Tuesday, January 23, 2007

Chinese EPA takes action against polluters; Three Gorges Probe has translated interview

According to the Three Gorges Probe
In an unprecedented move, SEPA slapped "regional permit restrictions" on four cities (Tangshan, Luliang, Laiwu and Liupanshui) and four major power companies (Datang International, Huaneng, Huadian and Guodian), suspending approval of any new projects until they bring their existing facilities into compliance with environmental regulations.
I still don't have enough of a sense of Chinese environmental politics to know how big a deal this is, but TGP is generally critical of Party environmental policy.

As a part of this story, TGP translate an interview with Pan Yue, originally conducted in Southern Weekend (Nanfang Zhoumo). Pan comes off as an environmental good guy. In the interview, he places some blame for pollution on regional officials who stand to gain more by promoting economic growth than protecting the air
TGP: What is the crux of the problem? You've criticized local officials who are intent on launching new projects as having a distorted view of what constitutes achievement in political life. The central government does not approve of these projects and, for example, has punished the company and local officials who were behind the Xinfeng Power Plant in Inner Mongolia.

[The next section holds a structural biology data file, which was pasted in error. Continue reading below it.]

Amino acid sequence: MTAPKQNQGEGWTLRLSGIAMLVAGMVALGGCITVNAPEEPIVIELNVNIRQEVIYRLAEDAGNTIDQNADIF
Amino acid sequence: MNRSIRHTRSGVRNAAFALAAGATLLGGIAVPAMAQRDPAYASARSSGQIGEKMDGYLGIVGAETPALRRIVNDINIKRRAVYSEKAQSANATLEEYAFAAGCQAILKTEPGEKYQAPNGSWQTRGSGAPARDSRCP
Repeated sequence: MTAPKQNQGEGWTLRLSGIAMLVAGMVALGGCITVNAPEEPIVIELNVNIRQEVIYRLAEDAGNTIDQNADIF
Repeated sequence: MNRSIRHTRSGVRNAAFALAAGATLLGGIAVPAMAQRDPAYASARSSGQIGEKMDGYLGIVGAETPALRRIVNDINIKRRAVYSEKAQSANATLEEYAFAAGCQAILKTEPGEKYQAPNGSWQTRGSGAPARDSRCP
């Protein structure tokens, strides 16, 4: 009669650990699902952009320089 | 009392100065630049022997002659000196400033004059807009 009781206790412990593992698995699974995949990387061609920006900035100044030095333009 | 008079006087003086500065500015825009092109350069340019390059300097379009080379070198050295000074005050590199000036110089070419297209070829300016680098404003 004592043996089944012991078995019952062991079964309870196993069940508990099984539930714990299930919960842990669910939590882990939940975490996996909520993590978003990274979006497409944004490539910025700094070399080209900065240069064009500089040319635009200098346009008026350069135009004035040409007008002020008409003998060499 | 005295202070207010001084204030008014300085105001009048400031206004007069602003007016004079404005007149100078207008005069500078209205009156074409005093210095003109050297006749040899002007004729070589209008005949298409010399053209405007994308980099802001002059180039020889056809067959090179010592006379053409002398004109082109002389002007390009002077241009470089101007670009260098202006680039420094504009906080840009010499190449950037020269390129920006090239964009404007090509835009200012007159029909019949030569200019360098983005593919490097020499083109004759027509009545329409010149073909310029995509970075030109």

Pan Yue: I have repeatedly stressed that the environment deteriorates because of officials' skewed concept of political accomplishment. But now, powerful interest groups and officials' distorted view of what constitutes political achievement have joined forces, to the environment's detriment....This [the behavior of the interest groups] has not only undermined the central government's macroeconomic policies but has also gone against the interests of ordinary people, and led to social unrest.
Pan asks for help, though, in his fight against the people he sees as behind the rising pollution. (Perhaps the whole goal of the interview is to push this agenda)
At the moment, the reality is that the current environmental laws look good on paper, but that's by and large where they remain because our power to punish offenders is pretty limited. In terms of the administrative measures in our arsenal, we don't have the power to close down offending companies or to remove the local government officials who should be held accountable, or even to perform our management functions of environmental monitoring and enforcement of environmental protection laws in a top-down manner.

1 comment:

Knight Loft said...

hope Pan will succeed this time.